American Abstract Artists (AAA) was formed in 1936 in New York City, to promote and foster public understanding of abstract art. American Abstract Artists exhibitions, publications, and lectures helped to establish the organization as a major forum for the exchange and discussion of ideas, and for presenting abstract art to a broader public. The American Abstract Artists group contributed to the development and acceptance of abstract art in the United States and has a historic role in its avant-garde. It is one of the few artists’ organizations to survive from the Great Depression and continue into the 21st century.
|Ilya Bolotowsky, Black Diamond, 1978, Screenprint. Bolotowsky was one of the founding members of AAA in 1936.|
During the 1930s, abstract art was viewed with critical opposition and there was little support from art galleries and museums. The American Abstract Artists group was established in 1936 as a forum for discussion and debate of abstract art and to provide exhibition opportunities when few other possibilities existed.In 1937 AAA issued a “General Prospectus.” It outlined the purpose of the organization and the importance of exhibitions in promoting the growth and acceptance of abstract art in the United States.History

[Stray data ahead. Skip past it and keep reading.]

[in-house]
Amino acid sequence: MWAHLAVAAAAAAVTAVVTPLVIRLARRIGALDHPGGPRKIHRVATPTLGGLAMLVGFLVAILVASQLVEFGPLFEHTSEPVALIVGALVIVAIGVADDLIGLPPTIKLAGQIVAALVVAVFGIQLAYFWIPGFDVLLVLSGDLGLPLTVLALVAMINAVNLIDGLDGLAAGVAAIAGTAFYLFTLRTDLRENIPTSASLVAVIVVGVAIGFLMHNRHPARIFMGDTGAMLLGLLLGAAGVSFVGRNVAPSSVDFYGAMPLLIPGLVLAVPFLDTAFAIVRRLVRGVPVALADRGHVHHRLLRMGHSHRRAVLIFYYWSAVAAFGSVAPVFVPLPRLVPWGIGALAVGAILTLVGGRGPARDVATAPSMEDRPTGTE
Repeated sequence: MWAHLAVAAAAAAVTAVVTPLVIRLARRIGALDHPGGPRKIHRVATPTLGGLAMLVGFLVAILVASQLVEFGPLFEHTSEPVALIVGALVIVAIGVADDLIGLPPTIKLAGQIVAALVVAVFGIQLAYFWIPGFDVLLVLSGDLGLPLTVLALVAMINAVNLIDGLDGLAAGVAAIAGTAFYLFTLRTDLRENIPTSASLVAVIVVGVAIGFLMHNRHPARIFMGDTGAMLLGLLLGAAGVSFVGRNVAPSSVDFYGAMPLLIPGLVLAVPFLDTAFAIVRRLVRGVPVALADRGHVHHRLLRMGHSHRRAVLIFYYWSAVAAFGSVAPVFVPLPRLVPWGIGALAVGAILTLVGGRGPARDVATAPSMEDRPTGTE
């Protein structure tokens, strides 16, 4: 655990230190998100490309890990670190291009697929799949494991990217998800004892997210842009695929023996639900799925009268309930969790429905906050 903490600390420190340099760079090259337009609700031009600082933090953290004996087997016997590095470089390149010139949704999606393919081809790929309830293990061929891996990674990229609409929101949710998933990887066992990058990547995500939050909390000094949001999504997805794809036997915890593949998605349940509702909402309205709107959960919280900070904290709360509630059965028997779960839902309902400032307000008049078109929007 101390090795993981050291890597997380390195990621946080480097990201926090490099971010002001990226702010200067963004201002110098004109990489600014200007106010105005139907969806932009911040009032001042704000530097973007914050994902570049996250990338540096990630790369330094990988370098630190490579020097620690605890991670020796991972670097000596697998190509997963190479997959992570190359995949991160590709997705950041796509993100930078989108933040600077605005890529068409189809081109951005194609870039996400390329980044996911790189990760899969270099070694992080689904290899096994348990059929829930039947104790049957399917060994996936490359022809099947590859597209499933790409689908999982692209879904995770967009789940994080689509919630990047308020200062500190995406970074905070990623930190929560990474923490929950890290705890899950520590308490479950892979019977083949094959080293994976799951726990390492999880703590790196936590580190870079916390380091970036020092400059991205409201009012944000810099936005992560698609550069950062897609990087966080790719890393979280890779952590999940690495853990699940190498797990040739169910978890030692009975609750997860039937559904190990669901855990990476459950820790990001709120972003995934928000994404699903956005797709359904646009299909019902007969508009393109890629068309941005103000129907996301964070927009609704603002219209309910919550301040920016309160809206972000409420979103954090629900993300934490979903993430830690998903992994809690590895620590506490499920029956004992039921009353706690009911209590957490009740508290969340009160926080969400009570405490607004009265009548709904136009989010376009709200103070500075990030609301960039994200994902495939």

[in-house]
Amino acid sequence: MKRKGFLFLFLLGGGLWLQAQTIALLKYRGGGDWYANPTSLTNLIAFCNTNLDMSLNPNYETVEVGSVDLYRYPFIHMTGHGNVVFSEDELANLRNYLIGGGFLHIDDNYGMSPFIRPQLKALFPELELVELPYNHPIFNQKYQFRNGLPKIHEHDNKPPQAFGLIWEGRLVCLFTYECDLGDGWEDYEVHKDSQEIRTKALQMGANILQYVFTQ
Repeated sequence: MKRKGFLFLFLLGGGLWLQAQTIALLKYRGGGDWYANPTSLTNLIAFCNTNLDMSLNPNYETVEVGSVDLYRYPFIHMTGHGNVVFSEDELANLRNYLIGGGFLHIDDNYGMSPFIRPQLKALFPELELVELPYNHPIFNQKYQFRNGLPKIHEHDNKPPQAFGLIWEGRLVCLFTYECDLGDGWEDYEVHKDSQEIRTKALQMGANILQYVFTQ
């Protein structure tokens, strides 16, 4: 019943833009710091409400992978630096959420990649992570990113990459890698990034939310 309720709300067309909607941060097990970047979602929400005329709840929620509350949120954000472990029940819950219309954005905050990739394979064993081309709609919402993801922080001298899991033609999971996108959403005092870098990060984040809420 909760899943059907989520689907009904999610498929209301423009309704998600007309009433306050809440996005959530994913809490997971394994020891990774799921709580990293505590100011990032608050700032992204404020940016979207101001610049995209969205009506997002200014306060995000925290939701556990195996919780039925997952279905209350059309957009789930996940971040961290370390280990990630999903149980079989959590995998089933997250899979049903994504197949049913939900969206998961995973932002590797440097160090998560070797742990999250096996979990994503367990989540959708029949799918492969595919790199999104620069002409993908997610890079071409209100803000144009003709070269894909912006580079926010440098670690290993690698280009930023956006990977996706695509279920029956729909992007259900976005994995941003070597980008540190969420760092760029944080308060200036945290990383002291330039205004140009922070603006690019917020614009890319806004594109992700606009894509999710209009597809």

AAA held its first exhibition in 1937 at the Squibb Gallery in New York City. This was the most extensive and widely attended exhibition of American abstract painting and sculpture outside of a museum during the 1930s.For the 1937 exhibition AAA produced its first print portfolio of original zinc plate lithographs, instead of documenting the exhibit with a catalog. Future exhibitions and publications would establish AAA as a major forum for the discussion and presentation of new abstract and non-objective art.
The most influential critics dismissed American abstract art as too European and therefore “un-American”. There was extensive hostile criticism of AAA exhibits in New York City newspapers and art magazines of the time. American abstract art was struggling to win acceptance and AAA personified this. The 1938 Yearbook addressed criticisms levied against abstract art by the press and public. It also featured essays related to principles behind and the practice of making abstract art. In 1940, AAA printed a broadside titled “How Modern is the Museum of Modern Art?” which was handed out at a protest in front of MOMA. At the time the Museum of Modern Art had a policy of featuring European abstraction while endorsing American regionalism and scene painting. This policy helped entrench the notion that abstraction was foreign to the American experience.